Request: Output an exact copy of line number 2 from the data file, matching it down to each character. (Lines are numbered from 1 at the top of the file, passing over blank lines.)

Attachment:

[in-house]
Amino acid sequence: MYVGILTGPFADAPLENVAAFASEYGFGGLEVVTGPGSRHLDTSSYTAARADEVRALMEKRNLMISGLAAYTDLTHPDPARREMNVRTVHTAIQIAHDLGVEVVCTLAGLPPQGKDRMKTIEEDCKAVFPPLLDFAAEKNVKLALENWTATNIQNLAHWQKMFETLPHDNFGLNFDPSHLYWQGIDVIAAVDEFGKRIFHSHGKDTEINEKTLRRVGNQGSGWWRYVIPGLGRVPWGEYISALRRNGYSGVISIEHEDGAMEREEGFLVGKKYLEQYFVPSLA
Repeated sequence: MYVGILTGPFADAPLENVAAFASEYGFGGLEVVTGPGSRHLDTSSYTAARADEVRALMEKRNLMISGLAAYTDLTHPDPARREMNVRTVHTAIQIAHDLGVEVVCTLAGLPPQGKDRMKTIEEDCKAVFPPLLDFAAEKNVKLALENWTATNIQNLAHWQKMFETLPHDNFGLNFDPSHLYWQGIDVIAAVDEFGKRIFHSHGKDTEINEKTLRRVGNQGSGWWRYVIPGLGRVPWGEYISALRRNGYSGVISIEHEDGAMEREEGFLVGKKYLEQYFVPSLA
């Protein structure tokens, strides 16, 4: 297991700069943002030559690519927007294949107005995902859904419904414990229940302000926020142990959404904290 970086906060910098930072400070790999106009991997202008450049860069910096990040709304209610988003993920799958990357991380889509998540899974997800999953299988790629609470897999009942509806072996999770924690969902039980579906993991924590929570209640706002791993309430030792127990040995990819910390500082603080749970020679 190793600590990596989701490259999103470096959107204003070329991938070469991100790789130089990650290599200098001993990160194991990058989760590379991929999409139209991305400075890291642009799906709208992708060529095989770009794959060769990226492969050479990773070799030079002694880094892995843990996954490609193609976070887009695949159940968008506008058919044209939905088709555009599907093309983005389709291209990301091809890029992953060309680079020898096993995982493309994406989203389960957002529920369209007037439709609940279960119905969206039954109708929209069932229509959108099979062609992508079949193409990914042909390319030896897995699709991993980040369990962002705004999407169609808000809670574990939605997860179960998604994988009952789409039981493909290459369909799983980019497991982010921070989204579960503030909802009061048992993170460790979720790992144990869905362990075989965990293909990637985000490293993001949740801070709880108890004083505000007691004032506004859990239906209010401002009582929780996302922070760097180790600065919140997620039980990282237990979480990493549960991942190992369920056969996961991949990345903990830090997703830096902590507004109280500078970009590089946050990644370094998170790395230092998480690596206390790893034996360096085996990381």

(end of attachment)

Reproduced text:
Amino acid sequence: MYVGILTGPFADAPLENVAAFASEYGFGGLEVVTGPGSRHLDTSSYTAARADEVRALMEKRNLMISGLAAYTDLTHPDPARREMNVRTVHTAIQIAHDLGVEVVCTLAGLPPQGKDRMKTIEEDCKAVFPPLLDFAAEKNVKLALENWTATNIQNLAHWQKMFETLPHDNFGLNFDPSHLYWQGIDVIAAVDEFGKRIFHSHGKDTEINEKTLRRVGNQGSGWWRYVIPGLGRVPWGEYISALRRNGYSGVISIEHEDGAMEREEGFLVGKKYLEQYFVPSLA